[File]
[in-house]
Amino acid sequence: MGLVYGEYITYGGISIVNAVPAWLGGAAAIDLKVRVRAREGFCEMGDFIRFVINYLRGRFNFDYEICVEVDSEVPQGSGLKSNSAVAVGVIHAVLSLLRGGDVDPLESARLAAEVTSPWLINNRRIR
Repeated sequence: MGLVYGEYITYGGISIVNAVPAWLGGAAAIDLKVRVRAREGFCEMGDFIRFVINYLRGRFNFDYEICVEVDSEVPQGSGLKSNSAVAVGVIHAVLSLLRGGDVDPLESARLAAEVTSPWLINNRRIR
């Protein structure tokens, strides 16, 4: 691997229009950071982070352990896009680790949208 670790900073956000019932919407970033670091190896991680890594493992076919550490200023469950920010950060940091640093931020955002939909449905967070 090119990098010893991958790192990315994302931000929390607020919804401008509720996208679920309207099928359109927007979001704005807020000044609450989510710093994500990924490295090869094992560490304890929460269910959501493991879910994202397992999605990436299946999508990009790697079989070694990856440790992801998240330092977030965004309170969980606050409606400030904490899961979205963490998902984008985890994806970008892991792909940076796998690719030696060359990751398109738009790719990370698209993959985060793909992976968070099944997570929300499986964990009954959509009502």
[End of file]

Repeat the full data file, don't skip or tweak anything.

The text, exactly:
[in-house]
Amino acid sequence: MGLVYGEYITYGGISIVNAVPAWLGGAAAIDLKVRVRAREGFCEMGDFIRFVINYLRGRFNFDYEICVEVDSEVPQGSGLKSNSAVAVGVIHAVLSLLRGGDVDPLESARLAAEVTSPWLINNRRIR
Repeated sequence: MGLVYGEYITYGGISIVNAVPAWLGGAAAIDLKVRVRAREGFCEMGDFIRFVINYLRGRFNFDYEICVEVDSEVPQGSGLKSNSAVAVGVIHAVLSLLRGGDVDPLESARLAAEVTSPWLINNRRIR
């Protein structure tokens, strides 16, 4: 691997229009950071982070352990896009680790949208 670790900073956000019932919407970033670091190896991680890594493992076919550490200023469950920010950060940091640093931020955002939909449905967070 090119990098010893991958790192990315994302931000929390607020919804401008509720996208679920309207099928359109927007979001704005807020000044609450989510710093994500990924490295090869094992560490304890929460269910959501493991879910994202397992999605990436299946999508990009790697079989070694990856440790992801998240330092977030965004309170969980606050409606400030904490899961979205963490998902984008985890994806970008892991792909940076796998690719030696060359990751398109738009790719990370698209993959985060793909992976968070099944997570929300499986964990009954959509009502």